Every year, there’s at least one marathon that passes in front of my house. It’s always kind of fun to roll out of bed, go out onto my front lawn, and just watch all the runners go by. I cheer and I clap and I talk to the runners, and they talk back, and everyone seems to be having a lot of fun. However, it’s also a lot of hard work, and when you’re running in a marathon as prestigious as the London Marathon, you need to be prepared. One Brit refused to let the fact that he was in space stop him from competing. Astronaut Tim Peake ran the London Marathon from 250 miles above Earth.
“I’m quite glad that this is happening later on in the mission so I’ve had plenty of time to get used to the T2 treadmill,” Peake said in a pre-race interview with BBC News. “One of the biggest challenges is the harness system. Obviously, my bodyweight has to be firmly attached to the treadmill by this harness, and that can rub on the shoulders and around the waist.”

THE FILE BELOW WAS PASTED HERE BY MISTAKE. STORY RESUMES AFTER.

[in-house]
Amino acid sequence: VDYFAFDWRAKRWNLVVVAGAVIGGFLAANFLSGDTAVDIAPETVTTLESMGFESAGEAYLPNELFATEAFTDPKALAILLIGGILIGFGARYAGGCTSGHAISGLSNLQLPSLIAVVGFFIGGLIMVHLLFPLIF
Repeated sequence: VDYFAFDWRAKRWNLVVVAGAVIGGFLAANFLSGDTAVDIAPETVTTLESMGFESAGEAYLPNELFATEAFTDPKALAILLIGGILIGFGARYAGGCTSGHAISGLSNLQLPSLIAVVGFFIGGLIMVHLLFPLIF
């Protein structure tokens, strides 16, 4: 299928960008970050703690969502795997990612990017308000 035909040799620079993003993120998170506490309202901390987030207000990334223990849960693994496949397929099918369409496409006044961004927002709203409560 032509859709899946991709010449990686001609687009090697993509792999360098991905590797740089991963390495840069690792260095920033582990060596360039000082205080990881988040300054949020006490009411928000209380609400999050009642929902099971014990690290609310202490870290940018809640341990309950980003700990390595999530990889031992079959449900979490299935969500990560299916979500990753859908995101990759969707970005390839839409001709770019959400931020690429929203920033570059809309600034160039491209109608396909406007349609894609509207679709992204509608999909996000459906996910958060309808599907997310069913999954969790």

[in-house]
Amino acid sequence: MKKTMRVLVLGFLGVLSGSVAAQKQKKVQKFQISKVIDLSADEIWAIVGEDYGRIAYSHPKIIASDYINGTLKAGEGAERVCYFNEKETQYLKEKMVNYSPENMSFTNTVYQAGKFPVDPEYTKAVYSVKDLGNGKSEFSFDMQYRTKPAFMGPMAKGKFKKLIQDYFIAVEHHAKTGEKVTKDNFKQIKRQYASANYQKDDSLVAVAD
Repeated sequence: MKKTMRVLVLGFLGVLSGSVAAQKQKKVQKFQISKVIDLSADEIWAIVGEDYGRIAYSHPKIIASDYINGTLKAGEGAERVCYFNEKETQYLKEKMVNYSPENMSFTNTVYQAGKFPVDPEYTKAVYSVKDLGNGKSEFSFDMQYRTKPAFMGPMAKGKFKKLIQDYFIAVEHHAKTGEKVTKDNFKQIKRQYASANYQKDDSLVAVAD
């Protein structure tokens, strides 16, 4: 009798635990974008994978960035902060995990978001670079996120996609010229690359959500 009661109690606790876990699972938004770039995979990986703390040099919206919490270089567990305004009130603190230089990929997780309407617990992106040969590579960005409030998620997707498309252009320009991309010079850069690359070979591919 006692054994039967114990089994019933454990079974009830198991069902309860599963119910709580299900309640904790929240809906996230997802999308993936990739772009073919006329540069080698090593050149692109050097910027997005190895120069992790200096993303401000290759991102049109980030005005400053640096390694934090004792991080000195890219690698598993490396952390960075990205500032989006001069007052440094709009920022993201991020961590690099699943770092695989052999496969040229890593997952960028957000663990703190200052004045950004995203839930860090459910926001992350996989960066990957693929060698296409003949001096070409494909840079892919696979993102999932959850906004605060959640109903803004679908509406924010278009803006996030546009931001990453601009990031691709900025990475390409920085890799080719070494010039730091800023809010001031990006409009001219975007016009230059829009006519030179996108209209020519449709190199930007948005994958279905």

Peake also set a record. Not only is he the first ESA astronaut from Britain to go into space, he also found a place in the Guinness Book of World Records. He ran the 26.2 miles in 3 hours and 35 minutes, breaking the record set by NASA astronaut Sunita Williams when she ran the a space marathon in 2007 on board the International Space Station. She ran the Boston Marathon in 4 hours and 24 minutes.
Tags: unusual athletes, iss, international space station, astronaut runs marathon in space, marathon in space, astronaut marathon, london marathon, tim peake, tim peake space marathon, guinness book of world records, esa, european space agency, british astronaut runs in london marathon from space